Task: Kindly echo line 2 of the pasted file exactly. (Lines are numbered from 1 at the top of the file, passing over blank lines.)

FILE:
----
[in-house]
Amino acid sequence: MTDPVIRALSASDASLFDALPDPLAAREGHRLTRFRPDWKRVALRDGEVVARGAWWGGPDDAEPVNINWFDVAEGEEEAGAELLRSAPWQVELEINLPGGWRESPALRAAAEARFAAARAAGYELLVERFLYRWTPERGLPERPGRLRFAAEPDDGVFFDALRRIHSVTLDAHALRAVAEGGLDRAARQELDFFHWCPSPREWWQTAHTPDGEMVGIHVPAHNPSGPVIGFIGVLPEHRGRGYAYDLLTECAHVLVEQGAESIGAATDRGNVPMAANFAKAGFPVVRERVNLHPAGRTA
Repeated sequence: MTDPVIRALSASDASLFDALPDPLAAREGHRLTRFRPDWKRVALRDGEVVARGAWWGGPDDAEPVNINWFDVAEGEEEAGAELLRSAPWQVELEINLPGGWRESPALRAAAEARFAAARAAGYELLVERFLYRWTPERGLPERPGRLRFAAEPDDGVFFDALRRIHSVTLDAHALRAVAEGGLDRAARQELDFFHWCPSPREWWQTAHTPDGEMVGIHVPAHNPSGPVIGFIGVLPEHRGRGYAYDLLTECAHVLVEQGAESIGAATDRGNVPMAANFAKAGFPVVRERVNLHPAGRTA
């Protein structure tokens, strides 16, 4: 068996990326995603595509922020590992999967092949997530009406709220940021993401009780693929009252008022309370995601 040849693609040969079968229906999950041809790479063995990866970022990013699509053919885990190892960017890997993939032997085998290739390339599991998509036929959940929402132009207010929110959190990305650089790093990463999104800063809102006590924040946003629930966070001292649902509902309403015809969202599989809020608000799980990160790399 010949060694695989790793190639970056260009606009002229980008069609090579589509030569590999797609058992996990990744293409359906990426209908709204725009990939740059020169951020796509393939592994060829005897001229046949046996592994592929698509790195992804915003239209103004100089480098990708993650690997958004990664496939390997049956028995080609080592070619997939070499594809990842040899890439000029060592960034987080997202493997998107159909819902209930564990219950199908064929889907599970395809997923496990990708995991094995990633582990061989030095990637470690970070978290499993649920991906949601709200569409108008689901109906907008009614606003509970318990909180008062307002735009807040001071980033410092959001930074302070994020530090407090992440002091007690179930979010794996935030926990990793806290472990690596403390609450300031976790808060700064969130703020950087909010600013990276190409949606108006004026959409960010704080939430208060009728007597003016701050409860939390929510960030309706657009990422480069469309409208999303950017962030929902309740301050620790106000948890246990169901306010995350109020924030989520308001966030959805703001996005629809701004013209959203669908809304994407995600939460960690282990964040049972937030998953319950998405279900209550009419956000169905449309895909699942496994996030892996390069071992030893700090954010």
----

Amino acid sequence: MTDPVIRALSASDASLFDALPDPLAAREGHRLTRFRPDWKRVALRDGEVVARGAWWGGPDDAEPVNINWFDVAEGEEEAGAELLRSAPWQVELEINLPGGWRESPALRAAAEARFAAARAAGYELLVERFLYRWTPERGLPERPGRLRFAAEPDDGVFFDALRRIHSVTLDAHALRAVAEGGLDRAARQELDFFHWCPSPREWWQTAHTPDGEMVGIHVPAHNPSGPVIGFIGVLPEHRGRGYAYDLLTECAHVLVEQGAESIGAATDRGNVPMAANFAKAGFPVVRERVNLHPAGRTA